Introduction

In this post, I would like to show you how you can change the status bar and navigation bar colors using Compose, without having to modify any XML files.

Before Jetpack Compose, to specify the bar colors, we would traditionally modify the themes.xml file like this:

<resources>
    <style name="Theme.BarColors" parent="android:Theme.Material.Light.NoActionBar">
        <item name="android:statusBarColor">@color/purple_700</item>
        <item name="android:navigationBarColor">@color/purple_700</item>
    </style>
</resources>

As you can guess, the android:statusBarColor and android:navigationBarColor attributes affect the status bar color and navigation bar color, respectively.

Additionally, we could specify android:windowLightStatusBar (to make the icons on the status bar dark) or android:windowLightNavigationBar (similarly for navigation bar). Unfortunately, the latter requires API level 27. It forces us to override this attribute in another themes.xml file under the values-27 folder. It can lead to quite a messy structure when we have a lot of attributes like this. It can get even worse when we decide to support a dark theme.

Luckily, with Compose, there is another way of doing this.

Solution

For this example, I created a simple screen using Compose that displays centered text on a Surface:

class MainActivity : ComponentActivity() {
    override fun onCreate(savedInstanceState: Bundle?) {
        super.onCreate(savedInstanceState)
		
        setContent {
            BarColorsTheme {
                Surface {
                    Text(
                        modifier = Modifier
                            .fillMaxSize()
                            .wrapContentHeight(),
                        textAlign = TextAlign.Center,
                        style = MaterialTheme.typography.h3,
                        text = "Hello Android!",
                    )
                }
            }
        }
    }
}

The BarColorsTheme (where BarColors is the name of the app) that wraps everything is a composable function that is created for you when you use the Empty Compose Activity template from the project wizard:

Android Studio&rsquo;s new project wizard

Android Studio’s new project wizard

This is what it looks like:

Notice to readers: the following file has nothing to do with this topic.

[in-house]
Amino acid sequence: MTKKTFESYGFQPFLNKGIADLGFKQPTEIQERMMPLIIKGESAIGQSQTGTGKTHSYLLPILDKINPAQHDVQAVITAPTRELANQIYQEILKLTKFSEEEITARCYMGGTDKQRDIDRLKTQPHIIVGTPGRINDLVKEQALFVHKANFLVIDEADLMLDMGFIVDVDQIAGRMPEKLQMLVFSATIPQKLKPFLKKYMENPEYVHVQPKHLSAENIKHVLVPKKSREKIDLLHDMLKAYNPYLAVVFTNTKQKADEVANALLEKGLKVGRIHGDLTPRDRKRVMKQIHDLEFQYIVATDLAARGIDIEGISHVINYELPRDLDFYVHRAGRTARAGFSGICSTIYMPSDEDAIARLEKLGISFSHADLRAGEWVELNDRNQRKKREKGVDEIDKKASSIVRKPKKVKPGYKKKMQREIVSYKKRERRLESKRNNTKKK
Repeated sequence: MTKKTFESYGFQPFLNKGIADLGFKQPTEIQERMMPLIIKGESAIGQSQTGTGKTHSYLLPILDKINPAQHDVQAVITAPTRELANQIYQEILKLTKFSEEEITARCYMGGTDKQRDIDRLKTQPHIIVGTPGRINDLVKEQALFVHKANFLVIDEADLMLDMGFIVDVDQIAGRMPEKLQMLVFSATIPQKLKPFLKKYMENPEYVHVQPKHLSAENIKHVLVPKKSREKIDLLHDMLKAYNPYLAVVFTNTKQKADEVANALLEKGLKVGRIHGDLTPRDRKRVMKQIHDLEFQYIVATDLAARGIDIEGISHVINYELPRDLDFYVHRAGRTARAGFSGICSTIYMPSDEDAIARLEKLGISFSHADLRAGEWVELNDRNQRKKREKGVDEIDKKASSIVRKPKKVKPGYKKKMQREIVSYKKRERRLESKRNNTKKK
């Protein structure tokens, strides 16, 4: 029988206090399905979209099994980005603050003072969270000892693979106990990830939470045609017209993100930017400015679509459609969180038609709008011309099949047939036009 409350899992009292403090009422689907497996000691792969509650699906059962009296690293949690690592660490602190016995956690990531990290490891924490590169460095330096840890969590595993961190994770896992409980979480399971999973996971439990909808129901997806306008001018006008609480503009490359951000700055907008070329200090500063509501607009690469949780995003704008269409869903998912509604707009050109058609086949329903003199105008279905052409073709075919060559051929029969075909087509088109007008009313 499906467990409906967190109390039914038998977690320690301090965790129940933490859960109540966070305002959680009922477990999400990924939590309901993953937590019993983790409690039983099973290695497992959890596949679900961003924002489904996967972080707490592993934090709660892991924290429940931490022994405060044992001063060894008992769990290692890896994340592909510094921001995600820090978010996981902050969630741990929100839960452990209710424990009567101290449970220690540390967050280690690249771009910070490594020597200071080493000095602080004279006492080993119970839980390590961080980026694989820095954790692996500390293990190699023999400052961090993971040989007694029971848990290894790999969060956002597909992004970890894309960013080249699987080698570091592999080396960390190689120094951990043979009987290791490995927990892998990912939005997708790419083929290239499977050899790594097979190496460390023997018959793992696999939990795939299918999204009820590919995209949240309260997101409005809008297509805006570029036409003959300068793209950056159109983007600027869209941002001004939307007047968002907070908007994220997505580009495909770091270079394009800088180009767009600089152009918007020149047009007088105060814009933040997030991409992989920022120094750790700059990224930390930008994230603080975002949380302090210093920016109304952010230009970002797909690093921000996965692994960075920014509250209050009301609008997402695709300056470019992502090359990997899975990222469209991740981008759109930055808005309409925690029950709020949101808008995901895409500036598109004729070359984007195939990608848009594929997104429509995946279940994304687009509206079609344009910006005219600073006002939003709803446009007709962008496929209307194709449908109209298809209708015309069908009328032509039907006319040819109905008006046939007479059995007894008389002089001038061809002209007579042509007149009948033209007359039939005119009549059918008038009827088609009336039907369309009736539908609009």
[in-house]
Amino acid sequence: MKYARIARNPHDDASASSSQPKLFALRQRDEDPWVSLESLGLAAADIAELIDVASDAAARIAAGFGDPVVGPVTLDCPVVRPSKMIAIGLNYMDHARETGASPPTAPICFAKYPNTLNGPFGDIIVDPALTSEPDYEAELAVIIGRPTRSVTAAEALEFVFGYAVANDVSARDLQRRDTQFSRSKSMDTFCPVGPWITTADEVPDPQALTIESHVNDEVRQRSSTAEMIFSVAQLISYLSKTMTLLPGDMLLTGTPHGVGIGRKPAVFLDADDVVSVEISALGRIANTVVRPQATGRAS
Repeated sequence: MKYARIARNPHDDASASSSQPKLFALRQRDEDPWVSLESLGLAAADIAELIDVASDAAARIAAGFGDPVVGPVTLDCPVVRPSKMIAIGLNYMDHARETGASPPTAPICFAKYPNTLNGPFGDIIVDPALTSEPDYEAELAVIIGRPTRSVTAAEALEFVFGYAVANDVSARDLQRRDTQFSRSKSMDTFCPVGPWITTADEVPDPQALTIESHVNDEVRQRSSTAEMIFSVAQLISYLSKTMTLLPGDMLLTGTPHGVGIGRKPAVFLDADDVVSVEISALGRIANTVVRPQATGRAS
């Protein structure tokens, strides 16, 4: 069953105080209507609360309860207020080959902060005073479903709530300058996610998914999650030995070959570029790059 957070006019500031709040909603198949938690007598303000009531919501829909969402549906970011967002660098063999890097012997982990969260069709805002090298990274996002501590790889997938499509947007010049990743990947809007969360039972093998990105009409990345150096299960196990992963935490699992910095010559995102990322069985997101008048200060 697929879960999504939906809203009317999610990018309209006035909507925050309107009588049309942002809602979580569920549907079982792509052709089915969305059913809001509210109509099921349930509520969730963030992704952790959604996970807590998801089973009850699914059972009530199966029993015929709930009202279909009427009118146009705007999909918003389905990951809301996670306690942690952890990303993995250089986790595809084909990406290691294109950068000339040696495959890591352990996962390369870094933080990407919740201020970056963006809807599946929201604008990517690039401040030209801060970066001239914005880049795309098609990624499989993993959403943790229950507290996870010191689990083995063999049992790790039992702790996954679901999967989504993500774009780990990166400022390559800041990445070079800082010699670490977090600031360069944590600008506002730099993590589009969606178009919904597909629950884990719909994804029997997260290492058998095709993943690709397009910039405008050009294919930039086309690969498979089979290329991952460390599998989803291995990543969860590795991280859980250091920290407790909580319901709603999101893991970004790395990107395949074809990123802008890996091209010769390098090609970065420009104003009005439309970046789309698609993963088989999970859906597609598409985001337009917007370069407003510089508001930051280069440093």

private val DarkColorPalette = darkColors(
    primary = Purple200,
    primaryVariant = Purple700,
    secondary = Teal200
)

private val LightColorPalette = lightColors(
    primary = Purple500,
    primaryVariant = Purple700,
    secondary = Teal200
)

@Composable
fun BarColorsTheme(darkTheme: Boolean = isSystemInDarkTheme(), content: @Composable () -> Unit) {
    val colors = if (darkTheme) {
        DarkColorPalette
    } else {
        LightColorPalette
    }

    MaterialTheme(
        colors = colors,
        typography = Typography,
        shapes = Shapes,
        content = content
    )
}

The BarColorsTheme serves as a root composable that specifies the proper color palette (based on whether the dark theme is enabled), typography, and shapes for the entire hierarchy.

Because it is a root composable in our app, we can use this place to specify the system bar colors. Here is how we can do that:

@Composable  
fun BarColorsTheme(darkTheme: Boolean = isSystemInDarkTheme(), content: @Composable () -> Unit) {  
	// ...
    val view = LocalView.current  
    if (!view.isInEditMode) {  
        SideEffect {  
            val window = (view.context as Activity).window  
            window.statusBarColor = colors.primary.toArgb()  
            window.navigationBarColor = colors.primary.toArgb()  
  
            WindowCompat.getInsetsController(window, view)  
                .isAppearanceLightStatusBars = darkTheme  
            WindowCompat.getInsetsController(window, view)  
                .isAppearanceLightNavigationBars = darkTheme  
        }  
    }  
	// ...
}

We use the window object associated with our activity and modify the appropriate properties - statusBarColor and navigationBarColor. We use a primary color from the current palette (in this case it’s a shade of purple).

Additionally, we use WindowCompat to make the status bar and navigation bar icons light or dark, depending on the value of the darkTheme variable. A nice benefit of using WindowCompat is that we don’t have to check the API level before executing those methods. Behind the scenes, they will have no effect on unsupported APIs.

After making those changes and running the app, we get the desired effect:

System bar colors changed with Compose

System bar colors changed with Compose

Notice the use of SideEffect here. A SideEffect runs after every recomposition. Thanks to this, the system bar colors will be automatically updated to correct values when a user enables the dark theme, without having to reopen the app:

System bar colors adapting to the current theme

System bar colors adapting to the current theme

Summary

With Jetpack Compose, specifying system bar colors that adapt to the current theme is quite simple. All of the relevant code sits in one place. We no longer have to create different themes.xml files and override specific attributes.

I hope you found this post interesting. If you have any questions, feel free to reach me on Twitter.